New tax for banks but no tax change for the petroleum industry

While Australian banks are facing a new tax from the 2017 federal budget, the government has passed over another major sector – the petroleum industry, according to a Monash Business School resources taxation expert.

A levy on Australia’s Big Four – ANZ, NAB, CBA, Westpac – and Macquarie Bank aims to raise $6.2 billion over three years. But Dr Diane Kraal, from the Department of Business Law and Taxation, says re-introducing the Commonwealth royalty regime on existing gas projects, which are currently only subject to the Petroleum Resource Rent Tax (PRRT), would also have significantly helped the budget bottom line.

The final report on the review into the PRRT was handed down early this month. The review was set up last year to explore whether oil and gas companies are paying the right amount of tax. The government opted to consider the recommendations in September, sidestepping the federal budget.

But the final report ignored calls for the Commonwealth royalty regime on existing gas projects to be reintroduced, despite it being part of the terms of reference.

“The royalties would have been deductible against the PRRT and fixed the budget deficit. These royalties would have been collected immediately, rather than the current situation of PRRT payments delayed by decades,” Dr Kraal says.

“Unfortunately the tax reform necessary for community-owned gas resources extracted by multinational petroleum companies is off the agenda due to fears of ‘sovereign risk’. It seems that petroleum companies receive different treatment to that of the banks.”

The report recommends any changes to PRRT not apply to existing oil and gas projects, Dr Kraal says.

My modelling showed that US$4 billion in royalties would be raised from Gorgon alone to 2030.

“None of the report’s recommendations will fix the current problems at hand – low revenues from existing gas projects and the current budget deficit,” Dr Kraal says.

The PRRT is a 40 per cent tax on excess profits of oil and gas projects. However, low global oil prices and the PRRT’s generous deduction scheme have meant government revenues from Australia’s new and large gas extraction activities have fallen short of expectations.

The report acknowledges the problems with the PRRT, including how the tax was designed for specifically for oil, and indicates the need to refine the design for liquefied natural gas (LNG) projects.

Oil projects tend to involve comparatively lower expenses. Even though the PRRT allows for exploration, capital and some operating expenses to grow by the “uplift rates” of up to 17 per cent a year, which are deducted against the income generated — the higher profitability of oil means PRRT is paid, and sooner.

Whereas many LNG projects have a flatter production output, deductions that compound over a longer period of time and lower profitability compared to oil. This results in a lower and very much delayed PRRT for the community.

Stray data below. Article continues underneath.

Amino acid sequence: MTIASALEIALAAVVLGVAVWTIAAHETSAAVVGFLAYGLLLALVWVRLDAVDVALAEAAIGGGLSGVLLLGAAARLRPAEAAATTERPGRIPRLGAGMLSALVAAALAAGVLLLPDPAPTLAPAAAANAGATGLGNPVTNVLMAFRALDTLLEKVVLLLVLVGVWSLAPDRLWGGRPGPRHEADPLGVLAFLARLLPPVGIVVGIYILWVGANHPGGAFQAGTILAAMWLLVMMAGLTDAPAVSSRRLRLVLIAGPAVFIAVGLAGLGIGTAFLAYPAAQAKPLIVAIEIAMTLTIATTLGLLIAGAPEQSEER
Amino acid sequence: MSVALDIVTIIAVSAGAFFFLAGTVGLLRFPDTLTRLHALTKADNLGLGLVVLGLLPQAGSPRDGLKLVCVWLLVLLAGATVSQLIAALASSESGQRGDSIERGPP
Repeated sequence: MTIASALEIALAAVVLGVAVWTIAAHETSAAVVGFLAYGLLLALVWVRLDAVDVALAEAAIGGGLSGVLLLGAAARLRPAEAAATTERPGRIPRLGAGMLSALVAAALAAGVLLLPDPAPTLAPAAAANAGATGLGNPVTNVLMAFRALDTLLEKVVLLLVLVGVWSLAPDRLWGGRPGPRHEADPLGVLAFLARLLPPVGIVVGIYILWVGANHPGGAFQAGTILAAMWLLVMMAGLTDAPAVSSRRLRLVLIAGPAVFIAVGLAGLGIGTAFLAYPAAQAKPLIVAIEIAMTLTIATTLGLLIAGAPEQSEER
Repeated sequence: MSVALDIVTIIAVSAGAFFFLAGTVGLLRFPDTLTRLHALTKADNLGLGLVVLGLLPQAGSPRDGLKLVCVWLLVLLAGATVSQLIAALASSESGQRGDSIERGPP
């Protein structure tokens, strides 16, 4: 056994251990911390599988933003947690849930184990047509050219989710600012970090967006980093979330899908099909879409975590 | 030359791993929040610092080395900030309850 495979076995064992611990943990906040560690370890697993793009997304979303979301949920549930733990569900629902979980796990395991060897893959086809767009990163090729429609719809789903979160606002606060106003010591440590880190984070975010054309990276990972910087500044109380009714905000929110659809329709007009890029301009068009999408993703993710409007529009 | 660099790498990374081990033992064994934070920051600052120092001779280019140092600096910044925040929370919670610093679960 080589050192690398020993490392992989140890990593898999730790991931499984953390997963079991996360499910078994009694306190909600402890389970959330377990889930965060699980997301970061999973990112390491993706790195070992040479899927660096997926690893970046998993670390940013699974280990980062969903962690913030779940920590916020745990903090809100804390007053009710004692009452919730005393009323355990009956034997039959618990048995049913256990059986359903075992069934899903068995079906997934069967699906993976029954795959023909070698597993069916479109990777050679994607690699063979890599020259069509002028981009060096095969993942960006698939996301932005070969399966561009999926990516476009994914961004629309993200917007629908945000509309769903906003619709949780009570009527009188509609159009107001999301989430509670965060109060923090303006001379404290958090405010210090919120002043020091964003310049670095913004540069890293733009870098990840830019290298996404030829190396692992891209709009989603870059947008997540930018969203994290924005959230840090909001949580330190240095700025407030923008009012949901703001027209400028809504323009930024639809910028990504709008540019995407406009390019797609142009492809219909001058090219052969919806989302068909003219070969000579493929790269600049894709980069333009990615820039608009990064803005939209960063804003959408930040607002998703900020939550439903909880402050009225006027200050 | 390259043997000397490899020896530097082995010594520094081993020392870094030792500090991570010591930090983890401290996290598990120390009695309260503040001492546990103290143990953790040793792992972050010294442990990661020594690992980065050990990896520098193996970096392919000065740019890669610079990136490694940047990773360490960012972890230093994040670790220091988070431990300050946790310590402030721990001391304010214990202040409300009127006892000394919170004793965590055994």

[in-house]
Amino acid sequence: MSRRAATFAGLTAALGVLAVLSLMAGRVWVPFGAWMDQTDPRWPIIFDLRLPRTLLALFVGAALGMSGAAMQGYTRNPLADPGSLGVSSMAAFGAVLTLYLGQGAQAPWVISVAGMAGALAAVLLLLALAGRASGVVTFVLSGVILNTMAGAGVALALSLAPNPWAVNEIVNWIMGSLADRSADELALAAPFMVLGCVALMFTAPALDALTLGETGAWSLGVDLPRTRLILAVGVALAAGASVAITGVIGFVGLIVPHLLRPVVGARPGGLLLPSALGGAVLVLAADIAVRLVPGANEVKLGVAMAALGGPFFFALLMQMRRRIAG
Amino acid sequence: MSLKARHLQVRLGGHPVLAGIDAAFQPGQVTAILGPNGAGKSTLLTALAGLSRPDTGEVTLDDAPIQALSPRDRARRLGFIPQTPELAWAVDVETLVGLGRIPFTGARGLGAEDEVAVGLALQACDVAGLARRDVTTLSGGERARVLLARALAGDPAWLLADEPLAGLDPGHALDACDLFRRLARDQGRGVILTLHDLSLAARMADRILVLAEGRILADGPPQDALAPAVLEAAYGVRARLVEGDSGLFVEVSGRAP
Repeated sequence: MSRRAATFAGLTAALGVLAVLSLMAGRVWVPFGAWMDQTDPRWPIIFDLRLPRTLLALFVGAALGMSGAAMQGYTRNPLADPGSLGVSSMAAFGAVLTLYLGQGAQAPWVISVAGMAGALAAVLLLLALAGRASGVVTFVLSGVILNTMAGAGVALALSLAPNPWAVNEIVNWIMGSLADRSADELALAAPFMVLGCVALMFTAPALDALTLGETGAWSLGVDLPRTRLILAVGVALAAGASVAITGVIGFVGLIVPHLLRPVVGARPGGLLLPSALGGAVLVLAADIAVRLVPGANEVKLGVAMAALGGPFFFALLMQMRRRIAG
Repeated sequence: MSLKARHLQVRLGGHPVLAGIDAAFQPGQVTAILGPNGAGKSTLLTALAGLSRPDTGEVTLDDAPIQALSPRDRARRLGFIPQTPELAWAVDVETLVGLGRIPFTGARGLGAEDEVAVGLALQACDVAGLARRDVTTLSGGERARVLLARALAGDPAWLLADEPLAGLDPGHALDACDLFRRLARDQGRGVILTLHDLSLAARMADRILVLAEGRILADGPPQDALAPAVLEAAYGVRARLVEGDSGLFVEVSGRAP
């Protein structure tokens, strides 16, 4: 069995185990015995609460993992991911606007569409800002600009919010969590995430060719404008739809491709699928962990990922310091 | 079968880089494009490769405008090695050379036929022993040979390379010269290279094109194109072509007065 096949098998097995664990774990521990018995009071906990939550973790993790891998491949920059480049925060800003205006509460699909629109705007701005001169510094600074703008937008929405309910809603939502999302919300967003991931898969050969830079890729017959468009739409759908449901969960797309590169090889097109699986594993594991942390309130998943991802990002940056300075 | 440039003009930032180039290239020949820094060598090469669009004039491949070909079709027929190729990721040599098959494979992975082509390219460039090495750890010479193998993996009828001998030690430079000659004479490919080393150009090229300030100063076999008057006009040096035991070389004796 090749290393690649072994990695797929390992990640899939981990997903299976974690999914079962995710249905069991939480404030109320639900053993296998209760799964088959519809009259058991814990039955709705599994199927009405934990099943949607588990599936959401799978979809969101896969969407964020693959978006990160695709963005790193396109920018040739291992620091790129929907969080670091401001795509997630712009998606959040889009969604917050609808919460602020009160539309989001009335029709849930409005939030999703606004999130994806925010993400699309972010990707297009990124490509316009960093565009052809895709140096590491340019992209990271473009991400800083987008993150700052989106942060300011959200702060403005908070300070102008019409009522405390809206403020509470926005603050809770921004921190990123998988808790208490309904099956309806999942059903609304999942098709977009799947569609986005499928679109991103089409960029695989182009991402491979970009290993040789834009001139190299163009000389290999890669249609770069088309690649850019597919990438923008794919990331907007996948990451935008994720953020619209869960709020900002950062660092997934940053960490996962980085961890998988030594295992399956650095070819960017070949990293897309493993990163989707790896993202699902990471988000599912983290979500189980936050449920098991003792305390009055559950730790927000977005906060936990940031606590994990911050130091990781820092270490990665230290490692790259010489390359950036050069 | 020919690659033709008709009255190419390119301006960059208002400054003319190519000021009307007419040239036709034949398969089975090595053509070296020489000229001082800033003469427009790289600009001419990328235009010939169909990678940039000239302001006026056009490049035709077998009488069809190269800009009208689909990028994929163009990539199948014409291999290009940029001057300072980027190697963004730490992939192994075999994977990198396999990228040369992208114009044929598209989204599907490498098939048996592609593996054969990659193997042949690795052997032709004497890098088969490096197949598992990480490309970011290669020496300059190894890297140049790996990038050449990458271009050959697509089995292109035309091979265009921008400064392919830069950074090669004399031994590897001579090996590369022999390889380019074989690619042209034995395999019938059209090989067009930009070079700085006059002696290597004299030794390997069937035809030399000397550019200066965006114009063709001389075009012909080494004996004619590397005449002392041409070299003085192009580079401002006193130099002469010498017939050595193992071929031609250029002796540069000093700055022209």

The review attracted 68 public submissions. Industry bodies called for no change to the scheme, while regional councils argued that the PRRT revenue should fund schemes to help local regions.

But the report mainly ignored the 13 submissions from unions, social justice groups and a number of individuals to re-introduce royalties for offshore gas projects that are currently only subject to the PRRT.

The report adopted four of Dr Kraal’s six recommendations, but for application to future projects. These were:

  • Changing the arrangement for the uplift rates for all deductible expenditures
  • Examining the rules for the transferability of deductions between projects in a company
  • Ensuring that classes of project expenditure with the highest uplifts are deducted first in large long-life projects
  • Examining the gas transfer pricing arrangements to identify possible changes.

But Dr Kraal argues the re-introduction of royalties for existing gas projects in Commonwealth waters should be applied immediately (as with the new bank tax) to mega-projects such as Chevron’s Gorgon and Wheatstone, which extract gas off the north-west Australian coast.

“My modelling showed that US$4 billion in royalties would be raised from Gorgon alone to 2030,” says Dr Kraal.

Dr Kraal says the community is negatively impacted by the report’s stance not to change the taxation of existing gas resource projects.

The report attributes the stability of the PRRT in providing long-standing taxation arrangements had led to significant investment in the Australian petroleum sector. But Dr Kraal argues both the Fraser and Hawke governments had reformed the taxation of petroleum resources on existing projects.

Published on 12 May 2017